A new study shows the negative impact the Defense of Marriage Act (DOMA), which prevents the military from recognizing the legal marriages of gay troops, has on gay service members and their families.

According to the report, titled Collateral Damage: How the Defense of Marriage Act Harms the Troops and Undermines the U.S. Military and jointly released by the Center for American Progress and OutServe-SLDN, gay troops are denied nearly 100 benefits because of DOMA.

“The Defense of Marriage Act was enacted before same-sex marriage was legal anywhere in the United States,” Katie Miller, author of the report, said in a press release. “Now that nine states have broken down that barrier, it is time that the integrity of all marriages is defended by federal law. No man or woman who dedicates their life to the protection of our country should have to worry about their families being cared for in their absence. Creating two classes of service members is no way to treat our troops and no way to run our military.”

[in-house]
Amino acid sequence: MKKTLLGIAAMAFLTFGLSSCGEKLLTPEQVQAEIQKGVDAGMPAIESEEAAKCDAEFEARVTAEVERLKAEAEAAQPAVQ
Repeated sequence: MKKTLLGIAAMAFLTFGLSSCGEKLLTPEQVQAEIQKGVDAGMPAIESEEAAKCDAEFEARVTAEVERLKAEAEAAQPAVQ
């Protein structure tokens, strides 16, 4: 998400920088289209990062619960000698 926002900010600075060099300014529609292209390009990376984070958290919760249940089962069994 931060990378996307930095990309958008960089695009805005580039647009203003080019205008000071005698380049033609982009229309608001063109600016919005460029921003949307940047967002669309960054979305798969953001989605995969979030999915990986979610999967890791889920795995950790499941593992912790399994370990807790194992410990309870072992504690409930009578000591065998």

An example given is that of Capt. Matthew Phelps, an officer in the U.S. Marine Corps. Phelps may expect to receive about $20,000 less in benefits and allowances than other married servicemen that he serves beside during an anticipated tour of Okinawa, Japan.

DOMA prevents the military from extending housing and moving benefits, health insurance, and employment assistance to the spouses of gay troops.

“As much as military leaders at all levels may wish to treat the troops under their command with equity, they are forced by federal law to discriminate,” said Allyson D. Robinson, executive director of OutServe-SLDN, which represents LGBT service members. “As a result, gay and lesbian service members are denied access to critical benefits and meaningful support programs the services provides to help families face the unique challenges of military life. This denial weakens the force itself.”